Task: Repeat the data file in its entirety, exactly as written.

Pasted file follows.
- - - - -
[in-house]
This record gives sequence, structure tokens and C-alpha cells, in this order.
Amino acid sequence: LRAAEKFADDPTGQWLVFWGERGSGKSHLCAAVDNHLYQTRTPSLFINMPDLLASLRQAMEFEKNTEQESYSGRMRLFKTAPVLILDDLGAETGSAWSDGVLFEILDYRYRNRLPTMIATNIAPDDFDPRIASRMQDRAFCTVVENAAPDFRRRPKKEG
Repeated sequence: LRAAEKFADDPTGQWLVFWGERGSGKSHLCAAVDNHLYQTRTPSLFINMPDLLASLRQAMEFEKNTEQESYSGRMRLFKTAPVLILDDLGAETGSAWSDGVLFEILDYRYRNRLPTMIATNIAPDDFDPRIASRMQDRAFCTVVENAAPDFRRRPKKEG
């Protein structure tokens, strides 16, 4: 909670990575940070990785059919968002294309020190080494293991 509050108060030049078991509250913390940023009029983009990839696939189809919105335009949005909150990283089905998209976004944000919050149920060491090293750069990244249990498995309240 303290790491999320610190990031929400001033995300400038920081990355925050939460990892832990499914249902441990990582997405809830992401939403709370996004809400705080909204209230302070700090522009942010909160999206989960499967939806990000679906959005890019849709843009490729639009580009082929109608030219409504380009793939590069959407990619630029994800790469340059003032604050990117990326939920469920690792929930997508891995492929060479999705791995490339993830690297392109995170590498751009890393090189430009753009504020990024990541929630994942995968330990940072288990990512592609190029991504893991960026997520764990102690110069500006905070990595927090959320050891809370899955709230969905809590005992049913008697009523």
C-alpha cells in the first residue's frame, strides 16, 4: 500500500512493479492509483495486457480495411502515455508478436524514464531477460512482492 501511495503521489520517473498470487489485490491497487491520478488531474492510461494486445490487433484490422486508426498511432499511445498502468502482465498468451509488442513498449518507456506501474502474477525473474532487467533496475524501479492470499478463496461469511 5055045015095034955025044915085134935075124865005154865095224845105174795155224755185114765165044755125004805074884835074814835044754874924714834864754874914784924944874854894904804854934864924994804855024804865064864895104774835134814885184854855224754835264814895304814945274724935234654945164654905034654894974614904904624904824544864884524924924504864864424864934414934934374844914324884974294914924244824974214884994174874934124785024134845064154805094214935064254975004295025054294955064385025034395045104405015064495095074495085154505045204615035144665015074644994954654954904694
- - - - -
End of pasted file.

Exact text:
[in-house]
This record gives sequence, structure tokens and C-alpha cells, in this order.
Amino acid sequence: LRAAEKFADDPTGQWLVFWGERGSGKSHLCAAVDNHLYQTRTPSLFINMPDLLASLRQAMEFEKNTEQESYSGRMRLFKTAPVLILDDLGAETGSAWSDGVLFEILDYRYRNRLPTMIATNIAPDDFDPRIASRMQDRAFCTVVENAAPDFRRRPKKEG
Repeated sequence: LRAAEKFADDPTGQWLVFWGERGSGKSHLCAAVDNHLYQTRTPSLFINMPDLLASLRQAMEFEKNTEQESYSGRMRLFKTAPVLILDDLGAETGSAWSDGVLFEILDYRYRNRLPTMIATNIAPDDFDPRIASRMQDRAFCTVVENAAPDFRRRPKKEG
């Protein structure tokens, strides 16, 4: 909670990575940070990785059919968002294309020190080494293991 509050108060030049078991509250913390940023009029983009990839696939189809919105335009949005909150990283089905998209976004944000919050149920060491090293750069990244249990498995309240 303290790491999320610190990031929400001033995300400038920081990355925050939460990892832990499914249902441990990582997405809830992401939403709370996004809400705080909204209230302070700090522009942010909160999206989960499967939806990000679906959005890019849709843009490729639009580009082929109608030219409504380009793939590069959407990619630029994800790469340059003032604050990117990326939920469920690792929930997508891995492929060479999705791995490339993830690297392109995170590498751009890393090189430009753009504020990024990541929630994942995968330990940072288990990512592609190029991504893991960026997520764990102690110069500006905070990595927090959320050891809370899955709230969905809590005992049913008697009523």
C-alpha cells in the first residue's frame, strides 16, 4: 500500500512493479492509483495486457480495411502515455508478436524514464531477460512482492 501511495503521489520517473498470487489485490491497487491520478488531474492510461494486445490487433484490422486508426498511432499511445498502468502482465498468451509488442513498449518507456506501474502474477525473474532487467533496475524501479492470499478463496461469511 5055045015095034955025044915085134935075124865005154865095224845105174795155224755185114765165044755125004805074884835074814835044754874924714834864754874914784924944874854894904804854934864924994804855024804865064864895104774835134814885184854855224754835264814895304814945274724935234654945164654905034654894974614904904624904824544864884524924924504864864424864934414934934374844914324884974294914924244824974214884994174874934124785024134845064154805094214935064254975004295025054294955064385025034395045104405015064495095074495085154505045204615035144665015074644994954654954904694